It's what many food scientists feared: the E. coli strain responsible for an outbreak in Europe that has left 18 dead and sickened hundreds is a new hybrid strain capable of causing severe illness.

Scientists working for the World Health Organization (WHO) confirmed Thursday that genetic sequencing tests suggest the strain -- called E. coli O104:H4 -- is a never before seen combination of two different E. coli bacteria.

"This is a unique strain that has never been isolated from patients before," Hilde Kruse, a food safety expert at the World Health Organization, told The Associated Press.

Scientists at the Beijing Genomics Institute in southern China, who collaborated with colleagues in Germany on the testing, said the strain "is highly infectious and toxic." The bacteria is similar to a strain isolated in the Central African Republic known to cause serious diarrhea, the Chinese lab added.

WHO spokesperson Aphaluck Bhatiasevi added the agency is waiting for more information from other laboratories to learn more about these bacteria.

But Robert Tauxe, a foodborne disease expert at the U.S. Centers for Disease Control and Prevention, is questioning whether the strain is completely new and says it had previously caused a single case in Korea.

"This strain is rare enough that a lot of people haven't heard of it," he said

Researchers have been unable to find the food source of the illness. It has spread to at least 10 European nations and sparked fear about eating tomatoes, cucumbers and lettuce.

Many had suspected something strange was going on with the E. coli involved in this outbreak. It's already the third-largest involving E. coli outbreak in recent world history. And with 18 deaths so far, it may also be the deadliest.

Among the more than 1,500 people sickened, 470 have developed a rare kidney failure complication, called hemolytic-uremic syndrome (or HUS), and 18 have died, mostly in Germany, the country hit hardest by the outbreak.

Such a high rate of HUS as a proportion of total cases is unusual. Typically, HUS affects about 10 per cent of patients.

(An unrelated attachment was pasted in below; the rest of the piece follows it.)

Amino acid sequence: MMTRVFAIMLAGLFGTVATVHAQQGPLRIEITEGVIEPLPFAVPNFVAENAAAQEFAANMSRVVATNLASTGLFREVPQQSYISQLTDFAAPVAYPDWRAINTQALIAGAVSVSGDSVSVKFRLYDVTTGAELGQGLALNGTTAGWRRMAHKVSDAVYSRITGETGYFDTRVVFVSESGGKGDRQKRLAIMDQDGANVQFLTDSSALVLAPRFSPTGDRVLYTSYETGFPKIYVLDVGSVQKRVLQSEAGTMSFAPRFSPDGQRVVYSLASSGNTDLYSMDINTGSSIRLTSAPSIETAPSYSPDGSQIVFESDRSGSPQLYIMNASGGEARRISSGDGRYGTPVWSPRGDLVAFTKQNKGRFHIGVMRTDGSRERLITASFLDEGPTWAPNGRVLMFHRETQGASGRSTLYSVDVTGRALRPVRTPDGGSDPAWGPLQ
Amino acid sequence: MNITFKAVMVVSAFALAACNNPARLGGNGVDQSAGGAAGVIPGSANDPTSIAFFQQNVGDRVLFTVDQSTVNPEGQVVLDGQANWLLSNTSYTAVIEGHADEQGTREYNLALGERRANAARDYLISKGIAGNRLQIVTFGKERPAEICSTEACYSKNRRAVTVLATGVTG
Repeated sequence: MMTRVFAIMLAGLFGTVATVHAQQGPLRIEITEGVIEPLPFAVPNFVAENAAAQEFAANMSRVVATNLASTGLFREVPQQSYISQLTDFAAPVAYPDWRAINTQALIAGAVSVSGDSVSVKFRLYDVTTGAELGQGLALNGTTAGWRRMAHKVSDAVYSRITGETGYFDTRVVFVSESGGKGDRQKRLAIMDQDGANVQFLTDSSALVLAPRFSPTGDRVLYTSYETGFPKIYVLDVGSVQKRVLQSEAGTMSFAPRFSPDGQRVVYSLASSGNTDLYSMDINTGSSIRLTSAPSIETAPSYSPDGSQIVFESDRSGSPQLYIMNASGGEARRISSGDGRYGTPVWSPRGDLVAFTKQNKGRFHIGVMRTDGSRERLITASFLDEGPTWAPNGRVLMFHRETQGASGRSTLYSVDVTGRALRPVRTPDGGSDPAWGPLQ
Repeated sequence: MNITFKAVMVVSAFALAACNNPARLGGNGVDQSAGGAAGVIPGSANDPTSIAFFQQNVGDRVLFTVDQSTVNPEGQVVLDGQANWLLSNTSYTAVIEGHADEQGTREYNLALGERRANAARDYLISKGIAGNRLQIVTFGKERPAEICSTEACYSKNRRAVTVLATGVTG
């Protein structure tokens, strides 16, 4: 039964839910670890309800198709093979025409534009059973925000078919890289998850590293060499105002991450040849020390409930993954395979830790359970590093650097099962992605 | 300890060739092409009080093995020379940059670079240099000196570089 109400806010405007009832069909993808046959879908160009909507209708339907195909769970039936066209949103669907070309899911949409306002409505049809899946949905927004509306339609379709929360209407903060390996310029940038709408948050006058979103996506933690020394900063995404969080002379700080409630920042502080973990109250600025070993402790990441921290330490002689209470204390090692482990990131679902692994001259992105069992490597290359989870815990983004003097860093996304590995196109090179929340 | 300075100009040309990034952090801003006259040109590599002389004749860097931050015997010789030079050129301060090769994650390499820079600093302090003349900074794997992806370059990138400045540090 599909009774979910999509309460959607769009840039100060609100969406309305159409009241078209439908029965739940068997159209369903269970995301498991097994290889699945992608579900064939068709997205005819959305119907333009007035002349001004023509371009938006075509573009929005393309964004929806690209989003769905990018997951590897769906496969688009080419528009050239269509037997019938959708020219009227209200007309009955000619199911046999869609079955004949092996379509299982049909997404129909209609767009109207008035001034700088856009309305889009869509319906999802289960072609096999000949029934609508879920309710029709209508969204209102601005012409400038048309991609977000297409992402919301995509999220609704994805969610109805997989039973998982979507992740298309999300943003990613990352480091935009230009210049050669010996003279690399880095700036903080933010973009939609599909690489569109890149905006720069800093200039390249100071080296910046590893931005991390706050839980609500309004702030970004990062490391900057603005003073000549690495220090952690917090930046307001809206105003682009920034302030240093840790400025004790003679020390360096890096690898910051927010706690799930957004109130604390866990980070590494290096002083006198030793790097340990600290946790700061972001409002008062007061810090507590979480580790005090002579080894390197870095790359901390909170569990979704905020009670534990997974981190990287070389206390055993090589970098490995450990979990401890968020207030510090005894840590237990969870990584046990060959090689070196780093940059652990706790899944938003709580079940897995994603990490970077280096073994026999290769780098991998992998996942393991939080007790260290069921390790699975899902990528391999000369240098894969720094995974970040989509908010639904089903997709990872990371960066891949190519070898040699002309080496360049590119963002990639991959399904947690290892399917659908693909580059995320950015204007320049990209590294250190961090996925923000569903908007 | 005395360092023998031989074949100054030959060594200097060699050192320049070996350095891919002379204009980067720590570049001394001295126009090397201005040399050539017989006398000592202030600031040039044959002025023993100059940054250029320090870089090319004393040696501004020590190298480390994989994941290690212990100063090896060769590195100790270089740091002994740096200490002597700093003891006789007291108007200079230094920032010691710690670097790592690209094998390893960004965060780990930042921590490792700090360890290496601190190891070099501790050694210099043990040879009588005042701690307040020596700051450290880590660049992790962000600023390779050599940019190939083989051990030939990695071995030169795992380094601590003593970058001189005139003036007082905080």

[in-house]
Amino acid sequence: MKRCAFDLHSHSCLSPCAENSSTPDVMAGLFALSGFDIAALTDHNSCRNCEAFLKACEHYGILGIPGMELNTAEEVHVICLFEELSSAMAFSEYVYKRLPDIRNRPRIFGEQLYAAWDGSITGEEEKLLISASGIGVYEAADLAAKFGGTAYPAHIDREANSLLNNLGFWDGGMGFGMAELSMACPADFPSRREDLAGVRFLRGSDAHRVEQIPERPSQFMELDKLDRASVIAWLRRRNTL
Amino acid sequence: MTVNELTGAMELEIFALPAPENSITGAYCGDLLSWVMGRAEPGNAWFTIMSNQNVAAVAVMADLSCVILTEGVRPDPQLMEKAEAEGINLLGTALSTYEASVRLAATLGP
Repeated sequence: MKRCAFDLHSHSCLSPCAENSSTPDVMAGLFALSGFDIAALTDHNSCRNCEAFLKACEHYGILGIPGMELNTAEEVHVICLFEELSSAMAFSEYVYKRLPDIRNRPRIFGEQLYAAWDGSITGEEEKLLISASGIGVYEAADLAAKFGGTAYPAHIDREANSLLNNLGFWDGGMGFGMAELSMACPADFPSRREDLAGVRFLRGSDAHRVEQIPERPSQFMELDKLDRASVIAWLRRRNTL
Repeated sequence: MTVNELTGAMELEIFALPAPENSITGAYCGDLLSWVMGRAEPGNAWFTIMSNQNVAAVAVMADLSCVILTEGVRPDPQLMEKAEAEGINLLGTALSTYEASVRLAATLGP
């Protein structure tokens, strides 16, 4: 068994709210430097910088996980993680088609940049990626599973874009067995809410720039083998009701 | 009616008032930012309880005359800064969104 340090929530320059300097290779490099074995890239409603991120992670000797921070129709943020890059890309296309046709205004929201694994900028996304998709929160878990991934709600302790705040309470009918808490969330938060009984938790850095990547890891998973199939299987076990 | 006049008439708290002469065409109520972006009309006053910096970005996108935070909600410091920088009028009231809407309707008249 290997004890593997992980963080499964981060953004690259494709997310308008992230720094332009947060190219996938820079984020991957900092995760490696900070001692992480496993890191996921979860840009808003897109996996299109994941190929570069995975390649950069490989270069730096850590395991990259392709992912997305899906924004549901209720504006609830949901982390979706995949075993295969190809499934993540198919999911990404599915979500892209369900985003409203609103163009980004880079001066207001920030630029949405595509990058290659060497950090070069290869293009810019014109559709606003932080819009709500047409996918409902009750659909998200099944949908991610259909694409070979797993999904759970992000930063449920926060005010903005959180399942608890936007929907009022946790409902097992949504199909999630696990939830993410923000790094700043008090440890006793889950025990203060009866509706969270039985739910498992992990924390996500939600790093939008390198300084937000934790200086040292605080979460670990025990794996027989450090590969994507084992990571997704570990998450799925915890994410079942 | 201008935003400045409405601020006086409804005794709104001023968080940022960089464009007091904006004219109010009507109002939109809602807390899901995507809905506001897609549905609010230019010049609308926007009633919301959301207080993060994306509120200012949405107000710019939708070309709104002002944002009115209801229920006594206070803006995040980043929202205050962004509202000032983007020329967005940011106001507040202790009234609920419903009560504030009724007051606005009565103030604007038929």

But since people with milder cases probably don't always seek medical help, it's difficult to estimate how big the outbreak is and therefore how virulent this new E. coli strain is.

What's also made this outbreak unusual is that many of those coming down with HUS have been adults, when the syndrome is typically affects more children than adults.

Hilde Kruse, a food safety expert at the WHO, told The Associated Press that there might be something particular about the bacteria strain that makes it more dangerous for adults.

She added that the new strain has "various characteristics that make it more virulent and toxin-producing" than the hundreds of E. coli strains that people naturally carry in their intestines.

It's not uncommon for bacteria to mutate and evolve by swapping genes. Strains of bacteria from both humans and animals can easily trade genes, similar to how viruses such as Ebola, influenza and SARS "learned" how to jump into humans.

But the question of where the illness is coming from continues to stump investigators. Reinhard Burger, head of German disease control agency the Robert Koch Institute, admitted Thursday there "still is no indication of a definable source."

Illness has even has caused some cases in the U.S., though those were among people who had recently travelled to Germany.

Although cucumbers were the first suspected culprit, officials now think it could be coming from lettuce, tomatoes and cucumbers.

Many also suspect it originated from organic vegetables, which use animal manure as fertilizer. E. coli bacteria typically lives in the intestines of cows and other ruminants and can spread through their feces.

To avoid foodborne illnesses, WHO recommends people wash their hands before eating or cooking food, separating raw and cooked meat from other foods, thoroughly cooking food, and washing fruits and vegetables, especially if eaten raw.

Experts also recommend peeling raw fruits and vegetables if possible.

With reports from the Associated Press